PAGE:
Posts Tagged ‘praying mantis’

Ponytail Plant


I move my few houseplants outside in the summer, and place them at the base of a sweet gum tree. The ponytail plant (which is around 40 years old) is quite heavy and is at least four feet tall. There’s been more activity around it this summer than usual.


A leaf-footed bug’s found plenty of hiding places.


A daddy-longlegs stayed close for some reason,


and a young praying mantis didn’t like my attention.


And then this “showed up.” I walk a morning loop around our backyard, looking for spider webs to photograph, and have found several of these spider egg sacs. In all my years and years of hiking and camping, I’ve never seen one until this summer. So far I’ve found eight or nine of them.


My oldest son told me they’re spider egg sacs. They’re quite a curiosity. I don’t know if there’s one egg in each or more than one. The spider has shed its skin and isn’t around.


I just went out one last time to get pictures as close as I could. The egg sacs appear to be different now. The third one down from the top looks like the spider might be breaking out of the egg sac.


Two Praying Mantis

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This little praying mantis looks bigger than what it was. It was in the long leaves of my ponytail plant. I had the impression that it had just molted and that it sure didn’t like my presence.

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The second praying mantis was trying to hide in a sedum plant.

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This shed praying mantis skin was in a sedum too. The long legs identified the skin. The mantis was nowhere to be found … of course they are quite difficult to find.

Before the Storm

I was working in the backyard when I started hearing thunder in the distance.

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I kept my mind on taking pictures of any cooperative insect, like this damselfly. It was so small, and the sunlight overpowered its colors.

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The ever-present widow dragonfly perched for its turn to pose.

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These are the last flowers on the clump of butterflyweed. I will miss it.

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For some reason, I didn’t expect to see a praying mantis.


Thunder announced the approach of the storm cloud.


The sky continued to darken, and lightning flashed occasionally.


And then sheeting rain fell. The thunder and lightning completed the experience.

Evening Light

I just found out from my son that I goofed on the identification of this insect. It’s a mantis fly, not a praying mantis. I didn’t even know there was such an insect. The abdomen shape differs between the two. The veining of the wings of a mantis fly’s wings is square and is long in a praying mantis’).

I usually see green or brown praying mantises,

… and this one turned out to be a mantis fly.

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This one doesn’t fit in either color category.

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It looks like it molted recently and is waiting for its exoskeleton to dry.

Surprise, Surprise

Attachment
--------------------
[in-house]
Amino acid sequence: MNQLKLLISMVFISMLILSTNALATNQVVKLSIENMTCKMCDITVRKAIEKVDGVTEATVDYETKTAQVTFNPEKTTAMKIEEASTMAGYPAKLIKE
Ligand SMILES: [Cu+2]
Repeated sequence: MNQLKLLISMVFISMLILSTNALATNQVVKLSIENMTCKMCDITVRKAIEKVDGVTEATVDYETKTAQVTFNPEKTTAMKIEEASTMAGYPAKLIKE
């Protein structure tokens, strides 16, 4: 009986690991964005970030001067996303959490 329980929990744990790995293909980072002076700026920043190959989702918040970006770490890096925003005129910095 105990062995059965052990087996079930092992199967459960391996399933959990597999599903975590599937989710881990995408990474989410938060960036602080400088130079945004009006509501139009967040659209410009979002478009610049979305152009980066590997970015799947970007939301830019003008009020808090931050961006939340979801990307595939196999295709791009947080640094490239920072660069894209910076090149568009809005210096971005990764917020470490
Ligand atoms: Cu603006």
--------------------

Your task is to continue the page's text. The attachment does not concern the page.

March 8, another cloudy day… after a rainy day yesterday. So, I took advantage of the little sunshine in the afternoon.


The Virginia bluebells (Mertensia virginica) were just starting to bloom.

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 I had quite a surprise when I went through my pictures and found a young praying mantis hiding among the flowers.


Only six or seven purple trilliums (Trillium recurvatum) bloomed.

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One of them also had a young praying mantis hiding down in the leaf. I just didn’t expect to see them early in April.

(A visitor to my blog pointed out that this as a Zeus assassin bug nymph. I was looking at the body, especially the abdomen and not the head. Oops.)

Praying Mantis

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The evening sun highlighted my first praying mantis of the year.

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The inch-long insect will grow to around four inches long.

Milkweed Residents


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A milkweed grows beside an old garage in our backyard. It hasn’t bloomed, so I don’t know what kind it is.

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This spider surprised me when I checked to see the milkweed’s other inhabitant. It’s the same species as the spiders that come out at night on the north side of our house.

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Finally …. finally the resident young praying mantis cooperated for a focused picture. It only measured an inch long at the most and didn’t like my attention. 

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The cropped picture shows the interesting mantis features — triangular head, prayer position of front legs and distinctive mantis shape. It will remain on the milkweed until its wings develop.


 The recent heat had the upper leaves drooping every evening. I checked on the praying mantis on the way in the house last night.

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What a surprise … it had just molted.

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It went around behind the leaf to hide from me.

The milkweed continued dry out, so I cut the upper part off and placed in large clump of plants that looked “buggy” enough for the young praying mantis.